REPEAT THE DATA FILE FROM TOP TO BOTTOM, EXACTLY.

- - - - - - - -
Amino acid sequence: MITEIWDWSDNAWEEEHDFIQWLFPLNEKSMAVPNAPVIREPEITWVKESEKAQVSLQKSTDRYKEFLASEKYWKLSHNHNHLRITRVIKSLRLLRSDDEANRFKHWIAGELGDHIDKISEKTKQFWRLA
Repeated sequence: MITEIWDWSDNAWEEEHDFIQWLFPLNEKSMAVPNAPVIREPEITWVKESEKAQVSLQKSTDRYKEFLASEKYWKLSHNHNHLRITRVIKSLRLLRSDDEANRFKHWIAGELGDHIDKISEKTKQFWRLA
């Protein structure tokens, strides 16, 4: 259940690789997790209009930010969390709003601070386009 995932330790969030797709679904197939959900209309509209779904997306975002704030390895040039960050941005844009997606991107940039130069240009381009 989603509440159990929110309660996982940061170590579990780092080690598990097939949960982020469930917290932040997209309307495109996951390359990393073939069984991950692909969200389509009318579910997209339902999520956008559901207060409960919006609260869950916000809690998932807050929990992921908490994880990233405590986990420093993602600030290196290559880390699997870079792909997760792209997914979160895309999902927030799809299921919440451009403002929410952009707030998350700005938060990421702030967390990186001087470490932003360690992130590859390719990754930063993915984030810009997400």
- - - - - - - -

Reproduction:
Amino acid sequence: MITEIWDWSDNAWEEEHDFIQWLFPLNEKSMAVPNAPVIREPEITWVKESEKAQVSLQKSTDRYKEFLASEKYWKLSHNHNHLRITRVIKSLRLLRSDDEANRFKHWIAGELGDHIDKISEKTKQFWRLA
Repeated sequence: MITEIWDWSDNAWEEEHDFIQWLFPLNEKSMAVPNAPVIREPEITWVKESEKAQVSLQKSTDRYKEFLASEKYWKLSHNHNHLRITRVIKSLRLLRSDDEANRFKHWIAGELGDHIDKISEKTKQFWRLA
């Protein structure tokens, strides 16, 4: 259940690789997790209009930010969390709003601070386009 995932330790969030797709679904197939959900209309509209779904997306975002704030390895040039960050941005844009997606991107940039130069240009381009 989603509440159990929110309660996982940061170590579990780092080690598990097939949960982020469930917290932040997209309307495109996951390359990393073939069984991950692909969200389509009318579910997209339902999520956008559901207060409960919006609260869950916000809690998932807050929990992921908490994880990233405590986990420093993602600030290196290559880390699997870079792909997760792209997914979160895309999902927030799809299921919440451009403002929410952009707030998350700005938060990421702030967390990186001087470490932003360690992130590859390719990754930063993915984030810009997400």